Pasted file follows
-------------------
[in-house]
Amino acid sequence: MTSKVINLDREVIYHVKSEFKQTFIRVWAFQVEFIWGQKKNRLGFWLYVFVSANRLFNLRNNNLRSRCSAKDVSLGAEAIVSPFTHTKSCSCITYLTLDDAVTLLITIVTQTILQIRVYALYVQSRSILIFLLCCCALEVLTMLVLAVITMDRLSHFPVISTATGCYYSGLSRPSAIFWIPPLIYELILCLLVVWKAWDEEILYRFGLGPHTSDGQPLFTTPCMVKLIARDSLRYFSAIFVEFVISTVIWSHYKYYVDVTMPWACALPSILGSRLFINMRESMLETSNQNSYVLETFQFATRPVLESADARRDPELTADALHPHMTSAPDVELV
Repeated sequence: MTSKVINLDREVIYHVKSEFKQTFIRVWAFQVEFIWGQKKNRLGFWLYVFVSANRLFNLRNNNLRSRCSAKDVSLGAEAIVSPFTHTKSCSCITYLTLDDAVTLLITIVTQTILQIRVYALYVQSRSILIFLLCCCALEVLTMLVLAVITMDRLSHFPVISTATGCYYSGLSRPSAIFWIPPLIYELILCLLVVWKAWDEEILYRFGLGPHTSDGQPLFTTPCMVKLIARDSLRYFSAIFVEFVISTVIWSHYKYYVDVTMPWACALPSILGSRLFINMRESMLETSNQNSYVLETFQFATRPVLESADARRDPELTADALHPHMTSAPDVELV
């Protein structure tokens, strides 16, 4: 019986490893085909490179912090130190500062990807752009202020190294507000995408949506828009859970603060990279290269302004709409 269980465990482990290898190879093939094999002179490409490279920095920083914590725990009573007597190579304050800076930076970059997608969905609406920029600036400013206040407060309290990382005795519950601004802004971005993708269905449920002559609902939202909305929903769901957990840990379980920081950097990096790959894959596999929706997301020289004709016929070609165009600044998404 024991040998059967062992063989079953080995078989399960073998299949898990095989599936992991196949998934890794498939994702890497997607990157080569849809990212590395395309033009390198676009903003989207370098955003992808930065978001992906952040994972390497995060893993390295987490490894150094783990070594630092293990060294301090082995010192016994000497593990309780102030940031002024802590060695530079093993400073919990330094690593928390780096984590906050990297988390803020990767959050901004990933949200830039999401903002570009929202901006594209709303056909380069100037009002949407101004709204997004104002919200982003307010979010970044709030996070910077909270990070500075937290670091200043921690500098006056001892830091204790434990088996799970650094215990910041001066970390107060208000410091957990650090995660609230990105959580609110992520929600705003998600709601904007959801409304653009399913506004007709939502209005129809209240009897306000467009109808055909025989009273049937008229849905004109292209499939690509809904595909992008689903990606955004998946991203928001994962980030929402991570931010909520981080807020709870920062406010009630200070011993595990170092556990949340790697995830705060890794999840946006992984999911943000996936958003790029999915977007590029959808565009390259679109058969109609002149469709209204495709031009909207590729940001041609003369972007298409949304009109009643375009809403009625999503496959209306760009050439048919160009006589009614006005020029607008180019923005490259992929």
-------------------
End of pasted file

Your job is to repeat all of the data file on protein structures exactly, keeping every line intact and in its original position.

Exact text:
[in-house]
Amino acid sequence: MTSKVINLDREVIYHVKSEFKQTFIRVWAFQVEFIWGQKKNRLGFWLYVFVSANRLFNLRNNNLRSRCSAKDVSLGAEAIVSPFTHTKSCSCITYLTLDDAVTLLITIVTQTILQIRVYALYVQSRSILIFLLCCCALEVLTMLVLAVITMDRLSHFPVISTATGCYYSGLSRPSAIFWIPPLIYELILCLLVVWKAWDEEILYRFGLGPHTSDGQPLFTTPCMVKLIARDSLRYFSAIFVEFVISTVIWSHYKYYVDVTMPWACALPSILGSRLFINMRESMLETSNQNSYVLETFQFATRPVLESADARRDPELTADALHPHMTSAPDVELV
Repeated sequence: MTSKVINLDREVIYHVKSEFKQTFIRVWAFQVEFIWGQKKNRLGFWLYVFVSANRLFNLRNNNLRSRCSAKDVSLGAEAIVSPFTHTKSCSCITYLTLDDAVTLLITIVTQTILQIRVYALYVQSRSILIFLLCCCALEVLTMLVLAVITMDRLSHFPVISTATGCYYSGLSRPSAIFWIPPLIYELILCLLVVWKAWDEEILYRFGLGPHTSDGQPLFTTPCMVKLIARDSLRYFSAIFVEFVISTVIWSHYKYYVDVTMPWACALPSILGSRLFINMRESMLETSNQNSYVLETFQFATRPVLESADARRDPELTADALHPHMTSAPDVELV
């Protein structure tokens, strides 16, 4: 019986490893085909490179912090130190500062990807752009202020190294507000995408949506828009859970603060990279290269302004709409 269980465990482990290898190879093939094999002179490409490279920095920083914590725990009573007597190579304050800076930076970059997608969905609406920029600036400013206040407060309290990382005795519950601004802004971005993708269905449920002559609902939202909305929903769901957990840990379980920081950097990096790959894959596999929706997301020289004709016929070609165009600044998404 024991040998059967062992063989079953080995078989399960073998299949898990095989599936992991196949998934890794498939994702890497997607990157080569849809990212590395395309033009390198676009903003989207370098955003992808930065978001992906952040994972390497995060893993390295987490490894150094783990070594630092293990060294301090082995010192016994000497593990309780102030940031002024802590060695530079093993400073919990330094690593928390780096984590906050990297988390803020990767959050901004990933949200830039999401903002570009929202901006594209709303056909380069100037009002949407101004709204997004104002919200982003307010979010970044709030996070910077909270990070500075937290670091200043921690500098006056001892830091204790434990088996799970650094215990910041001066970390107060208000410091957990650090995660609230990105959580609110992520929600705003998600709601904007959801409304653009399913506004007709939502209005129809209240009897306000467009109808055909025989009273049937008229849905004109292209499939690509809904595909992008689903990606955004998946991203928001994962980030929402991570931010909520981080807020709870920062406010009630200070011993595990170092556990949340790697995830705060890794999840946006992984999911943000996936958003790029999915977007590029959808565009390259679109058969109609002149469709209204495709031009909207590729940001041609003369972007298409949304009109009643375009809403009625999503496959209306760009050439048919160009006589009614006005020029607008180019923005490259992929």